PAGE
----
When the boat starts to pull you up, lean back against the pull slightly, and begin to progressively move the handle to your lead hip. This is where the most common problem, from what I’ve witnessed, usually occurs. People start to feel the pull of the boat, and they want to stand up right away. Don’t do it! Just don’t. You will most likely end up putting too much pressure on the front of the board, and you’ll drop your tip. Just remember that the boat is boat. It will do most to all of the work. Once your board is completely on top of the water you can stand up. Keep your knees slightly bent, back straight, most of your weight on your back foot, handle at your front hip, and start doing flips… or maybe work your way up to it.
–Breaking your ankles on the wake? Can’t stop casing the wake or landing way in the flats? Washy wake? These problems can usually be solved by two things: configuring your line length and boat speed. Here’s the thing; line length is dependent on boat speed, and boat speed is dependent on line length.
In general, Line length tends to get progressively longer as the rider becomes more experienced. However, this is really only because it is easier for less experienced riders to clear the shorter wake gap that accompanies a shorter line. Most wakeboarders ride at a line length between 50 and 80 feet. To get started configuring your boat speed and line length, set up the line so the length falls somewhere in that range. Set the boat speed to roughly 20mph, and ride the trough of the wake to locate where you will ride up on a wake jump.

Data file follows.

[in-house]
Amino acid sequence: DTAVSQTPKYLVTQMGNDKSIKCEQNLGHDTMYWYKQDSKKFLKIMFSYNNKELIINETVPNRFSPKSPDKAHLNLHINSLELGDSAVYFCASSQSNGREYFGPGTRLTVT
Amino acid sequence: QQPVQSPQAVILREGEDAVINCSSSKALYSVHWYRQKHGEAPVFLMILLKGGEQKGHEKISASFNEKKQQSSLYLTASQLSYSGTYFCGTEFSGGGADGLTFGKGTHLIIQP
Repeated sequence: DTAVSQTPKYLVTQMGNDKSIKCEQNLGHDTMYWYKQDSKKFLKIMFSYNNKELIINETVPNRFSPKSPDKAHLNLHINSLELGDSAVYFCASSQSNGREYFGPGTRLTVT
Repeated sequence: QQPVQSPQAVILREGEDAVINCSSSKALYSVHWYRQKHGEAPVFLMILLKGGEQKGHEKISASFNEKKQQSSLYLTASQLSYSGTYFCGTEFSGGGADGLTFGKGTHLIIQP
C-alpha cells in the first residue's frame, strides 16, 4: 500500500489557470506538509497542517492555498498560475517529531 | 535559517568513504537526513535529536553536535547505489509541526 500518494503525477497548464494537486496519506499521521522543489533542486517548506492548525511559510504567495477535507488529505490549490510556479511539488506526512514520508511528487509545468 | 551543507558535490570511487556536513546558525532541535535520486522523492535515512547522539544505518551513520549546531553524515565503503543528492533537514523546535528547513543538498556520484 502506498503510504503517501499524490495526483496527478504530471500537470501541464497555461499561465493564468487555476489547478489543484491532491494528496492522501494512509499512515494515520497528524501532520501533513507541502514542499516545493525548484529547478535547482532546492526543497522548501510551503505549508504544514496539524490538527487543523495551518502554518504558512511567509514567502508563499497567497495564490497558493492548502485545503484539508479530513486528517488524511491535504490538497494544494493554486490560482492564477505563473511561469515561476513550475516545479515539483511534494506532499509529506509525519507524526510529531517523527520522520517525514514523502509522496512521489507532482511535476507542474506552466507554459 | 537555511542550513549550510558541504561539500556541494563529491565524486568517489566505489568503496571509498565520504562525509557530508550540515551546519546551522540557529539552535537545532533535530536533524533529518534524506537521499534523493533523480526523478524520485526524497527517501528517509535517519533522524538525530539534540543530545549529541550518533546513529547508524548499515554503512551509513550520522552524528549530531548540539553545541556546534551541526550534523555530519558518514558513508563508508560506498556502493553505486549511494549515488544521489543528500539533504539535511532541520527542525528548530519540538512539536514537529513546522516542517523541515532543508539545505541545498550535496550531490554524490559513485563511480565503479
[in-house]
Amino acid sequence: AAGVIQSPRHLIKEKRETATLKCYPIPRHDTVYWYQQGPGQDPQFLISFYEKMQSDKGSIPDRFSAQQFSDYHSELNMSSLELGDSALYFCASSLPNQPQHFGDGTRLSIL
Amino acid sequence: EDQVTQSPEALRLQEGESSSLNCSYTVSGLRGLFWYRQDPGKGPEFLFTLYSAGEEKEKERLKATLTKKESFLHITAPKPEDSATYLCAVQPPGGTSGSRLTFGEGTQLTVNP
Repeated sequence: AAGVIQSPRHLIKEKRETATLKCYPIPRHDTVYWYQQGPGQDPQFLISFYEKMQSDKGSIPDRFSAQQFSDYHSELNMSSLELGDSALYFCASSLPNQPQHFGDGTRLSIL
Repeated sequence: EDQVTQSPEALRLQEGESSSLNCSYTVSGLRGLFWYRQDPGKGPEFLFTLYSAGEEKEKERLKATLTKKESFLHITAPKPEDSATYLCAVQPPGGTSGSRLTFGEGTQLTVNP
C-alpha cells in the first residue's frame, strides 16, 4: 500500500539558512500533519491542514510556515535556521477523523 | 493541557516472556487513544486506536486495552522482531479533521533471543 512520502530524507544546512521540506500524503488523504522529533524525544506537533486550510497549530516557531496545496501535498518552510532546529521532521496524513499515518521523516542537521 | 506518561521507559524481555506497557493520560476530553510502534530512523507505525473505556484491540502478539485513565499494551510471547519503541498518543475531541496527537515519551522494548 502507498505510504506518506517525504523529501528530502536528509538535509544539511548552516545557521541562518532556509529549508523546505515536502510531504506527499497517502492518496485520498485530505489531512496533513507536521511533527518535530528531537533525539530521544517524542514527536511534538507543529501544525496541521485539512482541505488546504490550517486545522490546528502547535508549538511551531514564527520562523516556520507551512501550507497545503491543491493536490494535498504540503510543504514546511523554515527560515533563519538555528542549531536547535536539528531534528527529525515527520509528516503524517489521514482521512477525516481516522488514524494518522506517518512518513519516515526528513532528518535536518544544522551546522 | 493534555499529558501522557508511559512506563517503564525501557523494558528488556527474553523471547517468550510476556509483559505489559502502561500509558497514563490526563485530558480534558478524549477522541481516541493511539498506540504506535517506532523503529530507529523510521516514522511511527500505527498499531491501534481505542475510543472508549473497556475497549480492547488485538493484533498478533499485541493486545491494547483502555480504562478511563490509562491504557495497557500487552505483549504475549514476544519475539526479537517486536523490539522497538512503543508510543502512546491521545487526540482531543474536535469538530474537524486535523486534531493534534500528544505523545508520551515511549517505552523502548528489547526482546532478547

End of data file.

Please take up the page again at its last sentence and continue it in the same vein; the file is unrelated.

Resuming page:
Next, have the driver increase or decrease the boat speed until the wake curls over just behind your located point of impact. Once you are set up, hit the wake and see how it feels. No good? Lengthen the line, and repeat the process until it feels right. This method can also be reversed if that works better for you. Just find the speed you feel most comfortable riding at, and let the line out until you find that sweet spot on the wake.
–Can’t stop spinning off-axis? I’ve seen it a thousand times… well a hundred… about ten. Anyway, if this is the case there is a good chance it is due to one of the following issues.
First and foremost, you might just be throwing your spins to early. Throwing your spins off the top of the wake or sooner will result in an inappropriately off-axis spin. The best time to begin a spin is at the peak of your wake jump. Once you’ve reached the top of your jump, pull the handle to the appropriate hip, and begin your ON-axis spin.
Another problem might be your weight distribution coming into the wake. To perform the most on-axis spin you can, be sure to come into the wake centered on the board with your shoulders level.
–Don’t have a boat?: hit up a cable park. There are over 140 worldwide.
Hopefully these are the answers to all of your wakeboarding worries. However, there is an extremely off chance that they aren’t. Believe it or not, there are more wakeboarding inquiries out there besides ones above. If that just so happens to be the case, contact me on my blog, http://www.wakeboardersworld.blogspot.com, with your problems, and I will do my best to help you out.